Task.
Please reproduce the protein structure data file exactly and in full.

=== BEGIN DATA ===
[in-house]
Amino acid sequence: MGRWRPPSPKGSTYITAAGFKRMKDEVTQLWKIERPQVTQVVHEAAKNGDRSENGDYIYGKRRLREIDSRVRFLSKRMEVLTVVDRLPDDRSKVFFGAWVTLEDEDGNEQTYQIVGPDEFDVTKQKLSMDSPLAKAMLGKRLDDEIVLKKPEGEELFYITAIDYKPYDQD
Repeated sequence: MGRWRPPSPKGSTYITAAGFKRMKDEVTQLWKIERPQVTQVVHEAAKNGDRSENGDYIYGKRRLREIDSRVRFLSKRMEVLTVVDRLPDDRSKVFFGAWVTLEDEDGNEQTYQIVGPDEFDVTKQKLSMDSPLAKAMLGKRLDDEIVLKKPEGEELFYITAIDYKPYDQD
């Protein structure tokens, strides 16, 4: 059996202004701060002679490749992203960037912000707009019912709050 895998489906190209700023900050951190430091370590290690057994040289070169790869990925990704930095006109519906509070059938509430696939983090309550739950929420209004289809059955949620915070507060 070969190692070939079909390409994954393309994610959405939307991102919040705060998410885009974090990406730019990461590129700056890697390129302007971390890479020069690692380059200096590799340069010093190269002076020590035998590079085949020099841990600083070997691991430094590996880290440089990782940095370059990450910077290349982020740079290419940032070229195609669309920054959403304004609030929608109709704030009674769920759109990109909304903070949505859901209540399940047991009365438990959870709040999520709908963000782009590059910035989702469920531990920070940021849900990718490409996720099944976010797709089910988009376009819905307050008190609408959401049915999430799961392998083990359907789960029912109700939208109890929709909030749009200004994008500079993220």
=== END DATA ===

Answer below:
[in-house]
Amino acid sequence: MGRWRPPSPKGSTYITAAGFKRMKDEVTQLWKIERPQVTQVVHEAAKNGDRSENGDYIYGKRRLREIDSRVRFLSKRMEVLTVVDRLPDDRSKVFFGAWVTLEDEDGNEQTYQIVGPDEFDVTKQKLSMDSPLAKAMLGKRLDDEIVLKKPEGEELFYITAIDYKPYDQD
Repeated sequence: MGRWRPPSPKGSTYITAAGFKRMKDEVTQLWKIERPQVTQVVHEAAKNGDRSENGDYIYGKRRLREIDSRVRFLSKRMEVLTVVDRLPDDRSKVFFGAWVTLEDEDGNEQTYQIVGPDEFDVTKQKLSMDSPLAKAMLGKRLDDEIVLKKPEGEELFYITAIDYKPYDQD
């Protein structure tokens, strides 16, 4: 059996202004701060002679490749992203960037912000707009019912709050 895998489906190209700023900050951190430091370590290690057994040289070169790869990925990704930095006109519906509070059938509430696939983090309550739950929420209004289809059955949620915070507060 070969190692070939079909390409994954393309994610959405939307991102919040705060998410885009974090990406730019990461590129700056890697390129302007971390890479020069690692380059200096590799340069010093190269002076020590035998590079085949020099841990600083070997691991430094590996880290440089990782940095370059990450910077290349982020740079290419940032070229195609669309920054959403304004609030929608109709704030009674769920759109990109909304903070949505859901209540399940047991009365438990959870709040999520709908963000782009590059910035989702469920531990920070940021849900990718490409996720099944976010797709089910988009376009819905307050008190609408959401049915999430799961392998083990359907789960029912109700939208109890929709909030749009200004994008500079993220």